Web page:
I was moved to the Intensive Care Unit and a drainage tube was inserted in my stomach to collect all the fluid buildup that resulted from the inflammation. I was in horrible shape and as the days progressed my health declined. About a week later my entire body went into a sceptic shock. The doctors could not figure out what was wrong with me. I had numerous CT scans and an MRI before they found a blood clot in one of the major veins in my small intestine (known as mesenteric venous thrombosis).  I developed every complication imaginable. My heart rate raced up to 150, my pancreas became inflamed, my lungs began to weaken, and my body became extremely swollen. I know many more complications developed, I just don’t remember them. I had every specialist exam my condition and none of them could pinpoint exactly what was wrong. They sure did do everything in their power to solve the problem to my worsening condition. The first week of April, on of the surgeons came into my room and told me I needed to have surgery within 48 hours or I would die. I had developed perforations in my small intestine and the infection was going into my blood stream. I was transferred to UCLA-Santa Monica Medical Center and was rushed into an emergency surgery within 48 hours. It was said that I had a 50% chance of surviving the surgery. In the surgery report (which I read after I got out of the hospital) my condition was very poor. Upon opening me up, it was very clear my intestines had developed gangrene and it was necessary to remove a large amount of both the small and large intestine. Three surgeries later and I was finally done with the necessary procedures. Dr. Charles Chandler saved my life. He is one of the most amazing doctors/surgeons in the world and I was so incredibly blessed to have him as my surgeon.

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I was sedated for 18 days following surgery and my mother told me my fevers would reach up to 105 some days. I had numerous PICC lines in my arms and one in my upper thigh. A machine was inserted into my lungs to help me breathe because fluid had built up. I had drainage tubes in my nose, my stomach, and a Wound VAC in my wound. Blood tests were drawn daily and I went into septic shock at least three or four more times before my time was done in the ICU. I was unable to eat and ice chips became my “food” of choice. Upon waking up, I had horrible dreams and they all involved water of some sort. I remember being confused and feeling a sense of hopelessness. But, I know that I was surrounded by endless love, support, and prayers from my family and friends. I don’t think I could have handled this experience without the support from loved ones.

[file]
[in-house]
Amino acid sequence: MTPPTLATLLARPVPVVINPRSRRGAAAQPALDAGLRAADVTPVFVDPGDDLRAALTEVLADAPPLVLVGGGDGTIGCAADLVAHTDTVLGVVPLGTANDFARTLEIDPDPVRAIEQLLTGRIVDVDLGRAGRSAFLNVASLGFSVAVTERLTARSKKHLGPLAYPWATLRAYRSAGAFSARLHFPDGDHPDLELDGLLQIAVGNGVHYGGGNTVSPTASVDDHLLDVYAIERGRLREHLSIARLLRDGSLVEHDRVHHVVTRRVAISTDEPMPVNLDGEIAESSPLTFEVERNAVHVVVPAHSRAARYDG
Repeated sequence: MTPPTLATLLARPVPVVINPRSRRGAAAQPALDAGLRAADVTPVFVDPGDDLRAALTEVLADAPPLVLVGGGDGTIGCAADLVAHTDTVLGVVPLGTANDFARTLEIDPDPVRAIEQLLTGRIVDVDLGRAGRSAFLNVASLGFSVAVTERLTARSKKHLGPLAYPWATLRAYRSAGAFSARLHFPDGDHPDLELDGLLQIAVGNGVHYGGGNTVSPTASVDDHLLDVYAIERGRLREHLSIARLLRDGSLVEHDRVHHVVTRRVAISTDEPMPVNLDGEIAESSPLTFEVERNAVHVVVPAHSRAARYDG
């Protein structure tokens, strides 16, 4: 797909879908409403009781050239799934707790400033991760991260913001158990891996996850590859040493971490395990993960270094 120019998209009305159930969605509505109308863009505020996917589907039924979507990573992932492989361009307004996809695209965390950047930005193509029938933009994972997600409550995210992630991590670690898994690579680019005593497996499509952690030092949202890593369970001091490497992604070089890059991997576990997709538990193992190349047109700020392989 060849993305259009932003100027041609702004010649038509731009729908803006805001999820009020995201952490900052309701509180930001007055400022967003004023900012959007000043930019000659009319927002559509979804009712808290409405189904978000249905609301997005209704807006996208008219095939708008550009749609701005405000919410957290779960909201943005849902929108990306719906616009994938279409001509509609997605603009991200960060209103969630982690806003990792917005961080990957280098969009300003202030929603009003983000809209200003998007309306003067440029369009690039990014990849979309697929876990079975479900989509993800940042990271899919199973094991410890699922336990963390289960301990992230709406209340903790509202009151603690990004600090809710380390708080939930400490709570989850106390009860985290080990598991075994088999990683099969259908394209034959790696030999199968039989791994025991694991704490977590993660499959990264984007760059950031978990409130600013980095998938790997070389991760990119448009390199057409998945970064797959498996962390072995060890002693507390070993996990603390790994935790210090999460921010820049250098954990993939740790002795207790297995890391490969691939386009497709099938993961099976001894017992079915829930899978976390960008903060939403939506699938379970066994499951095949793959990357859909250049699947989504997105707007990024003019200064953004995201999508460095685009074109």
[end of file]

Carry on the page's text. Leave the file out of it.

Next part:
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I was finally released from the hospital on May 7th, 2015. I was a patient in the Intensive Care Unit for 47 days and was in a regular hospital room for 13 days. During this time many other things happened, I met wonderful people, had good and bad days, had some great times and not so great times, and learned more life lessons most people take a lifetime to learn. But, these are all stories for another blog.


Today, I am finally getting better. My hair has stopped falling out, I am able to eat normal meals, and I am living life with a completely different view. Life is so incredibly precious and I hope I am able to inspire others to slow down and appreciate every facet of life. These days, I am so happy to just be able to make it to the bathroom without the assistance of my mom, to take the steps and sleep alone, to be able to pour myself a glass of water, to sit outside and enjoy the sunshine. These are all extremely simple things, but these are some things I definitely took for granted. Today, I am grateful I survived the climb of my Mt. Everest. Now, it’s the trek downhill to base camp. I’m almost there, but it will take time.